Many occupations that involve taking care of people via a certain set of skills, duties, routines and conduct are regulated by the state, or a licensing board, committee, or professional membership associations. When such workers practice their skill they are required to stay within their discipline’s scope of practice—meaning, they must adhere to established boundaries. This is especially true in health and medical professions and the same goes for beauticians, electricians, plumbers, firefighters, police officers and more.
We want to make it clear that a medical assistant is NOT a licensed doctor, health practitioner, or clinician. Medical assisting is a vocation that falls into the so-called middle-skills job class. Professionals are held to a different level of responsibility than a skilled or assistive worker. Every medical assistant, whether certified or non-certified, formally trained or trained on the job, must practice their skill only under the direct supervision of the doctor (M.D., PhD), licensed healthcare practitioner, or nurse practitioner who hired them. In turn, these professions are largely overseen and ruled by the State Medical Board and Medical Examiner and to some extend by the US Department of Health and State Board of Nursing.
Laws that Pertain To Medical Assisting
Too many doctors, medical office supervisors and even the medical assistants themselves are confused and unsure how to properly utilize and supervise medical assistants in their office. Only a few state’s laws are very specific when it comes to medical assistants.
The Tex Med Website has put it well when they state: “The term medical assistant has no real legal significance. Medical assistants (MAs) are not licensed, certified, or registered by any agency of the State of Texas, nor are they recognized under federal Medicare or Medicaid laws as a species of provider. There is no reference to medical assistants in the Medical Practice Act, or any other Texas Statute, thus, there is no specific legal regulation of medical assistants…”
South Dakota is a good example of a state that recognizes and regulates the activities of medical assistants. Their application process for registration is stringent and requires renewals and fees. For your state see AMA List of State Medical Boards.
Medical assistants in California must have a diploma or certificate from a vocational training institution or health care instructor, when performing invasive procedures, such as drawing blood. This documentation must be retained as a record by the employer.
In New Jersey, it is up to the physician to determine whether the medical assistant has attained a satisfactory level of comprehension and experience in the performance of phlebotomy, or administration injections, which includes any substance related to allergenic testing or treatment, local anesthetics, controlled dangerous substances, experimental drugs including any drug not having approval of the Food and Drug Administration (FDA), or any substance used as an antineoplastic chemotherapeutic agent with the exception of corticosteroids. Other states my not permit such injections being administered by medical assistive staff.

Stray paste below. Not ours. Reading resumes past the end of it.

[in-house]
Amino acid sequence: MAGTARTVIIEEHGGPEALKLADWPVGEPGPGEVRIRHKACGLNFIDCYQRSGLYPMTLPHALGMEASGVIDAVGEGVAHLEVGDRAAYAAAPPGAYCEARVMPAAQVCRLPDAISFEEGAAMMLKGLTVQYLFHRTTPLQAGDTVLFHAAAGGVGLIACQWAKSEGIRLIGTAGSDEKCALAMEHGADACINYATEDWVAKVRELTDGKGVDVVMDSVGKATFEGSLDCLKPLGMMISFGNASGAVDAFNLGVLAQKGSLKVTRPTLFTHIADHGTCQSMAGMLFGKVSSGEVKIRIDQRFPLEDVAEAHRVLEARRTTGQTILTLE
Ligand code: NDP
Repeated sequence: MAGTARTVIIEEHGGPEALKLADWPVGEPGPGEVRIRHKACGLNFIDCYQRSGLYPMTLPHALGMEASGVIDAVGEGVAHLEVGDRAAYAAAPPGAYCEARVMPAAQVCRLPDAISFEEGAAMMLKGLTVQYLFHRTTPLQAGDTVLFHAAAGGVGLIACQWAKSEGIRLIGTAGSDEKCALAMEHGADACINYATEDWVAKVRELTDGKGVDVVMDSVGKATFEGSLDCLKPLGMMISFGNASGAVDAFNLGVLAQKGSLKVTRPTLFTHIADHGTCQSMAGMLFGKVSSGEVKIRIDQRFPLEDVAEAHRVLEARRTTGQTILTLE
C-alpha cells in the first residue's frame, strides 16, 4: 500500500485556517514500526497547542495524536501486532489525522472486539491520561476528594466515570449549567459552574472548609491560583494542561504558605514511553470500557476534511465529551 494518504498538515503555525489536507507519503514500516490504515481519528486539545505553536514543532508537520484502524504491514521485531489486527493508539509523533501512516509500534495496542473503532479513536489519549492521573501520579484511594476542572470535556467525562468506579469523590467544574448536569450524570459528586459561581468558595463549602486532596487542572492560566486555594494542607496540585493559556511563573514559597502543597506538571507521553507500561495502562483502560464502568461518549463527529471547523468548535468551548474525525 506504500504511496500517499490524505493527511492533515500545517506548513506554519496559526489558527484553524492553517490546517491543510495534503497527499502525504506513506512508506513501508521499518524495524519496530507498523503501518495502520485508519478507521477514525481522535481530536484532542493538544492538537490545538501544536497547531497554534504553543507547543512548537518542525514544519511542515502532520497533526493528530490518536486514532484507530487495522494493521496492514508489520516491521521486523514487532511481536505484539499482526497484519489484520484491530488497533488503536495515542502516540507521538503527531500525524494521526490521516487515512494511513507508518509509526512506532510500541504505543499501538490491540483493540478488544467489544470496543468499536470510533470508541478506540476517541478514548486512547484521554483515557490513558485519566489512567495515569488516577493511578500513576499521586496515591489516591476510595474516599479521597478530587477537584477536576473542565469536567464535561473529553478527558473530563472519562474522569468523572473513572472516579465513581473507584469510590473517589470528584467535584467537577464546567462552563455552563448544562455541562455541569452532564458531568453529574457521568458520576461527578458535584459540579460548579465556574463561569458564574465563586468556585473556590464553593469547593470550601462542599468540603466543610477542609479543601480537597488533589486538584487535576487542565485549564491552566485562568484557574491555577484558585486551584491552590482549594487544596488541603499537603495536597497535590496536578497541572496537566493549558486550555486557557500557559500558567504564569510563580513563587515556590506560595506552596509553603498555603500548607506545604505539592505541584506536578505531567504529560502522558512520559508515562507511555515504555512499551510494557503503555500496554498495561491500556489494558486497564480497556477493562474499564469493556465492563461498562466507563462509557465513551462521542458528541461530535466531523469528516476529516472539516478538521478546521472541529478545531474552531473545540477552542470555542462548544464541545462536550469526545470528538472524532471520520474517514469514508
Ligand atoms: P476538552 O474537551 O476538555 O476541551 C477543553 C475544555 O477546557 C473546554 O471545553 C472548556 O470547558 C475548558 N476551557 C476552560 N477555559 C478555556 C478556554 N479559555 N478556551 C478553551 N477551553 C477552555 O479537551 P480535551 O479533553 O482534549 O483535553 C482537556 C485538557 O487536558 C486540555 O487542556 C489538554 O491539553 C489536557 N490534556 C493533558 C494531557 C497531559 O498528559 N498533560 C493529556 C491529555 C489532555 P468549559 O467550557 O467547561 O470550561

Bottom line is: the physician is ultimately responsible for managing the health care of patients in all settings. Patients must be made aware that they are being cared for by a medical assistant and not a nurse, or physician assistant when direct care is provided. The medical assistant is generally prohibited from doing invasive procedures, such as urinary catheter insertion, starting intravenous (IV) lines, arterial blood draws, cosmetic laser treatments, administering Botox injections and chemotherapeutic, or narcotic drugs. Furthermore, they may need limited licences for highly technical tasks, such as operating radiological equipment and exposing patients to x-rays. Laws can change from state to state.
Researching Medical Assistant Regulations
If you are researching laws that pertain to a medical assistant in your state your first stop should be the State Medical Board, since this is the authority that regulates the practice of medicine. Some offices of Health and Human Services and the State Board of Nursing have also added text into their rules on how doctors and registered nursing staff can utilize medical assistants under their supervision.
Medical Assistants Are NOT Allowed to:
Medical assistants are prohibited from making independent health assessments, judgments about medical treatment, diagnoses and may not:
- independently triage patients
- interpret diagnostic test results
- dispense medications without a prescription
- administer medications without doctor’s orders
- administer medications directly into the vein
A higher degree of caution is necessary whenever the medical assistant’s duties are predominantly clinical, rather than administrative, since more harm and damages can be done when direct patient care procedures go wrong, however, an administrative medical assistant entering incorrect patient demographics, or medical histories into the medical chart can be just as detrimental. While each medical assistant can and will be held directly responsible for their own actions in a court of law should something go wrong, their employer might also face serious consequences should laws be disregarded and harm occurred.